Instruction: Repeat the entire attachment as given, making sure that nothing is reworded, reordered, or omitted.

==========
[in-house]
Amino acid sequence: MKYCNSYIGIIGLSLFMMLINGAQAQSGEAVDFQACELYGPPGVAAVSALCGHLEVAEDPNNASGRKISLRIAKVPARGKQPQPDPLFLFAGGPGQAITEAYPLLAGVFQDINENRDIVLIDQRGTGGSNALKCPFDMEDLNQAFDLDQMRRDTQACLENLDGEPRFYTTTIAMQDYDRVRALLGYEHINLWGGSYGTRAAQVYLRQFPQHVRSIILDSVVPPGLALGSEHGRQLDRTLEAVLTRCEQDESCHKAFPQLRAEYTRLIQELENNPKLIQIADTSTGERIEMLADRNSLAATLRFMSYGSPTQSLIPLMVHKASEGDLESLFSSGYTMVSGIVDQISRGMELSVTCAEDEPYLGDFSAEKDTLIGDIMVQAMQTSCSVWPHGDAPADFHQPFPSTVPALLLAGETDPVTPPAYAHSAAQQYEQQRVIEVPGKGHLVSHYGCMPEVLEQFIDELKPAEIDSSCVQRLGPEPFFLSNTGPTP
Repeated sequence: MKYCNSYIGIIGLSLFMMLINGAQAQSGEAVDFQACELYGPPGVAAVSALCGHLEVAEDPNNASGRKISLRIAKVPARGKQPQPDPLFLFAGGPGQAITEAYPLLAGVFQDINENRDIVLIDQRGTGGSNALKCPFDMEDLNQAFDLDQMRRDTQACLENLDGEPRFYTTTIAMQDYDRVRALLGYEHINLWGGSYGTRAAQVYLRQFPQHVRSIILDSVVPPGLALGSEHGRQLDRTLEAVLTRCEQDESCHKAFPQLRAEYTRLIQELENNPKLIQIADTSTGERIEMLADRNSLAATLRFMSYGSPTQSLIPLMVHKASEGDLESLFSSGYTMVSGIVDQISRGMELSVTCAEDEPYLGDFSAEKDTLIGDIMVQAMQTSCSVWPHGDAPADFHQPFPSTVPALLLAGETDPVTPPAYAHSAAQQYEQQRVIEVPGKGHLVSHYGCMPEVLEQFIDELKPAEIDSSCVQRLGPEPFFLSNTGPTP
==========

[in-house]
Amino acid sequence: MKYCNSYIGIIGLSLFMMLINGAQAQSGEAVDFQACELYGPPGVAAVSALCGHLEVAEDPNNASGRKISLRIAKVPARGKQPQPDPLFLFAGGPGQAITEAYPLLAGVFQDINENRDIVLIDQRGTGGSNALKCPFDMEDLNQAFDLDQMRRDTQACLENLDGEPRFYTTTIAMQDYDRVRALLGYEHINLWGGSYGTRAAQVYLRQFPQHVRSIILDSVVPPGLALGSEHGRQLDRTLEAVLTRCEQDESCHKAFPQLRAEYTRLIQELENNPKLIQIADTSTGERIEMLADRNSLAATLRFMSYGSPTQSLIPLMVHKASEGDLESLFSSGYTMVSGIVDQISRGMELSVTCAEDEPYLGDFSAEKDTLIGDIMVQAMQTSCSVWPHGDAPADFHQPFPSTVPALLLAGETDPVTPPAYAHSAAQQYEQQRVIEVPGKGHLVSHYGCMPEVLEQFIDELKPAEIDSSCVQRLGPEPFFLSNTGPTP
Repeated sequence: MKYCNSYIGIIGLSLFMMLINGAQAQSGEAVDFQACELYGPPGVAAVSALCGHLEVAEDPNNASGRKISLRIAKVPARGKQPQPDPLFLFAGGPGQAITEAYPLLAGVFQDINENRDIVLIDQRGTGGSNALKCPFDMEDLNQAFDLDQMRRDTQACLENLDGEPRFYTTTIAMQDYDRVRALLGYEHINLWGGSYGTRAAQVYLRQFPQHVRSIILDSVVPPGLALGSEHGRQLDRTLEAVLTRCEQDESCHKAFPQLRAEYTRLIQELENNPKLIQIADTSTGERIEMLADRNSLAATLRFMSYGSPTQSLIPLMVHKASEGDLESLFSSGYTMVSGIVDQISRGMELSVTCAEDEPYLGDFSAEKDTLIGDIMVQAMQTSCSVWPHGDAPADFHQPFPSTVPALLLAGETDPVTPPAYAHSAAQQYEQQRVIEVPGKGHLVSHYGCMPEVLEQFIDELKPAEIDSSCVQRLGPEPFFLSNTGPTP